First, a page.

Tuesday, June 30, 2009

When the doors open, if it's hot, don't get out.

Tuesday Night Fire, Take 2
[In high rise elevator]

Tim Kizminski: How are we supposed to know if the floor is on fire in one of these?

Lt. Steven McCaffrey: When the doors open, if it's hot, don't get out.

Backdraft 1991

Do you remember Backdraft? Came out in the early 90's, starring Kurt Russell, one of the Baldwin boys, Jason Gedrick, and good ol' Robert De Niro. All of them are fire fighters of sordid experience, playing with Old Man Fire in Chicago. Little Billy Baldwin and Gedrick are probies. You know, the FNGs. Fresh out of fire fighter training and eager to fit in. It's a feel good coming of age story. Or something.

Anyway, there's a scene where Gedrick (Kizminski) and Russell (McCaffrey) are riding up an elevator handling a fire call out. Kizminski's nervous. I recall this being his first real run. I recall that quote above very distinctly. It's pragmatic and soberingly snarky. Something you'd expect from a master teaching a young student. A firefighter's koan if ever there was one.

This scene popped into my mind last Thursday as I was reading a notice from the City of Austin after it was prominently stapled to the front door of the Hostel. Err, I mean the warehouse. Rather, the building where our studio coop is.

"... tenants have until July 16th to vacate the premises ..."

"... unsafe conditions ..."

"... condemned ..."

Whiskey-tango-foxtrot. Ground control, we have a problem.

So, good for us, we don't own the building. We're just a tenant. Bad for us, we're just a tenant and we no longer have a studio. In my faux shock and awe ("I'm shocked! SHOCKED I say!") I continued to read through the three pages of violations that the landlord was being charged with. In no particular order (and the ones I could remember) are:

  • No sprinkler system

  • Wrong zoning (zoned warehouse, instead used for multi-use tenant)

  • Dead end hallways leading to entrapment condition during fire

  • Lack of inside lighting

  • Improper building materials used indoors (fire retardant ones)

  • Improper hallway sizes for emergency egress

  • Improperly built stairways

  • Illegally built stairways

  • Electrical system not up to code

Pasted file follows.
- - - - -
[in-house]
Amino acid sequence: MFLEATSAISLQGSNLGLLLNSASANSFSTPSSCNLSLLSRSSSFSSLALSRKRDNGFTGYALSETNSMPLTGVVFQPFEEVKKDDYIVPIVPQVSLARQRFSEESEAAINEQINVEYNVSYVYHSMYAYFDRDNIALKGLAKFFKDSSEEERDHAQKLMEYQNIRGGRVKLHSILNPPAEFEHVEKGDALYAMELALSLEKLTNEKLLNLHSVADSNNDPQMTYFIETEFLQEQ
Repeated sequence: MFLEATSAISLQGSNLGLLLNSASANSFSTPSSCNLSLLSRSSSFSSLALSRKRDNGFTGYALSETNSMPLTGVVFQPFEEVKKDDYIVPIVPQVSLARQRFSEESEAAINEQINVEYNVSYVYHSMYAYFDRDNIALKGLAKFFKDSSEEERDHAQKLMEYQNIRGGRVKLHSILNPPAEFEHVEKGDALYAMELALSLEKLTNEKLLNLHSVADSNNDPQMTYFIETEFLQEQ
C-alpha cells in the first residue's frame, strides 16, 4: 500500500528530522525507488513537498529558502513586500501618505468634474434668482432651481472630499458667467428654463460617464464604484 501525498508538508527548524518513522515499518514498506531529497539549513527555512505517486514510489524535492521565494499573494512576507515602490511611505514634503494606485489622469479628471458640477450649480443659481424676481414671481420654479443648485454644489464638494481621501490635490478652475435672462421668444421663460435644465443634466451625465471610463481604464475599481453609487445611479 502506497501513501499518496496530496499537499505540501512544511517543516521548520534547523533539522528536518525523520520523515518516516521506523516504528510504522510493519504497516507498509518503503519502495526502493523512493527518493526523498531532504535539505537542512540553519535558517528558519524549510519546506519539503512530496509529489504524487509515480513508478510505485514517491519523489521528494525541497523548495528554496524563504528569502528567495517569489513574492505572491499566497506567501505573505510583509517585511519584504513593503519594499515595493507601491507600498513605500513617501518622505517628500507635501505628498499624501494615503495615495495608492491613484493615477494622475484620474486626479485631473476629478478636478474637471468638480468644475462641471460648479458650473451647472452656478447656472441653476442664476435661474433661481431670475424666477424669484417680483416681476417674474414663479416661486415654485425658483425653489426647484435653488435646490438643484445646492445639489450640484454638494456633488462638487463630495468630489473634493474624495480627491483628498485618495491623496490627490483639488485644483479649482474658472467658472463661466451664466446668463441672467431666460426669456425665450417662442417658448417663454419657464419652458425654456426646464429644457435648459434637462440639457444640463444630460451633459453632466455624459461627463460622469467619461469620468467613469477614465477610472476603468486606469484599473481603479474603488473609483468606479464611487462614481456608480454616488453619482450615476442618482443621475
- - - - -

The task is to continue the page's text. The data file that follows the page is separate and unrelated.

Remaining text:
• Insufficient exit signage

  • Additions to the building without a permit ... both minor (walls) and major (whole additions to the building)

  • No certificate of occupancy for any of the tenants

  • and last, but not least, ignoring multiple court orders to close the warehouse down

Yeah. No shit. Who knew it was a fire trap? I'm shocked, SHOCKED I say! Honestly, I'm really not surprised. The fire marshall came a few weeks back to do his inspection. This means someone got pissed at the landlord at some point in recent history and reported him.

I feel sad, really. As many warts as that place has, I had some good times and some good shoots there. I feel sorry for some of the other tenants. One lady put in $25k worth of improvements to her place there. The guys at the Hookah shop had only been there about two months I guess. Another photographer had just moved in the week before and prepaid three months of his rent.

Rumor has it an angel investor has come in wanting to take over the place. They say they have good relations with the fire marshall, city council, and the mayor's office. They own a few other properties in Austin and are willing to get things fixed and right.

But, only if the current tenants stay.

What a quandry.

The tenants met Friday night to discuss their options. They're investigating a lawsuit for return of all back rent and deposits because the landlord made the contracts under false pretenses. At a minimum, it was illegal for him to lease out the place without getting it rezoned for multi-tenant use and getting certificate of occupancies.

We looked at a new place on Sunday. All seven of us met there after the Austin Strobist meetup. At first glance, this place would be an absolute dream. Sadly, it's too much. The owner of this property was willing to cut us a deal for the first two months, but even with that, we're still talking over three grand once you include deposits, utilities, and first month's rent. I knew it would be too much for us when I walked in. Going from a one room studio with a community restroom to a four room plus storage and a private restroom is just too much for us at this point. Especially with the economy still in the dumps. But man, it would have been a dream.

Realistically, we need a slightly larger studio with an additional room for prop storage. We'll find something, I just don't know when.

In the end I'm kind of glad to be out of the fire trap. While it worked as a good studio in a central location, it just didn't look all that professional walking into the building. It's a warehouse, plain and simple.

I'm just glad to know what to do in case of a fire: when the doors open, if it's hot, don't get out.

The photo up top is of Adam. He's one of the local fire spinners here in Austin. He's whipping flaming poi around his body to the sound of music swimming out of his iPod. You can see the body's silhouette amidst the flames.